To explore these issues, 35 Syrian refugees in Jordan and 40 socially disadvantaged Jordanians receiving a scholarship for a Masters study programme in Jordan were selected for two separate intakes for two consecutive academic years.
The scholarship programme is managed by two teams. Team 1 is responsible for overall programme management and supports the scholarship holders in issues related to family, overall wellbeing, and everyday life. A psychosocial support programme as a means to deal with everyday struggles in their context of forced displacement is run by team 1. Team 2 is solely responsible for scholarship awarding and provision of academic support measures. The support by team 2 is more formalised and of academic nature only.
Within forced displacement, psychosocial support aims to create safe spaces for affected persons and enhances their coping strategies for events that violate one’s self-worth (GIZ, 2017). Psychosocial support measures can be integrated into other programmes, for example, higher education.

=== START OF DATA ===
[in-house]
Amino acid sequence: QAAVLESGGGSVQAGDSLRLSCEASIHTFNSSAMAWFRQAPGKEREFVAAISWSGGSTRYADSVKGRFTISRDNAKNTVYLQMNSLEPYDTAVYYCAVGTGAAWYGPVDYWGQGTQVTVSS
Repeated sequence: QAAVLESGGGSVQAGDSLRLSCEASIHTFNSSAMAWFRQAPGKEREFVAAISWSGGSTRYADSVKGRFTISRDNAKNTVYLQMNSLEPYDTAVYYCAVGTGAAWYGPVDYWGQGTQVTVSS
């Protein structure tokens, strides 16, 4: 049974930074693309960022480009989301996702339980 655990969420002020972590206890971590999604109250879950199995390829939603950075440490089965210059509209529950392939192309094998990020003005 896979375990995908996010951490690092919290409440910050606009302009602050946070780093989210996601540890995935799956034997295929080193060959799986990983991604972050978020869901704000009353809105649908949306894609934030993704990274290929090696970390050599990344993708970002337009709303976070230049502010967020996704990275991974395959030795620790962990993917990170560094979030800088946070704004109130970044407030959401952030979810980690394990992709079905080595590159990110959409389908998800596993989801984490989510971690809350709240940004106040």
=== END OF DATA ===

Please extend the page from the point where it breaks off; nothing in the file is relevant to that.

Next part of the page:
Different categories for psychosocial support measures exist (GIZ, 2017)
- to provide stability and reduce stress through fulfilling basic needs;
- to strengthen and rebuild constructive interpersonal relationships;
- to establish a framework within affected people that helps them experience their own effectiveness and perceive themselves in the context of their needs, strengths and weaknesses;
- to activate personal and social resources to cope with everyday life and integrating this into their self-image and world view;
- to restore dignity, justice, control, and autonomy; and
- to support the development of new life goals to experience life as meaningful.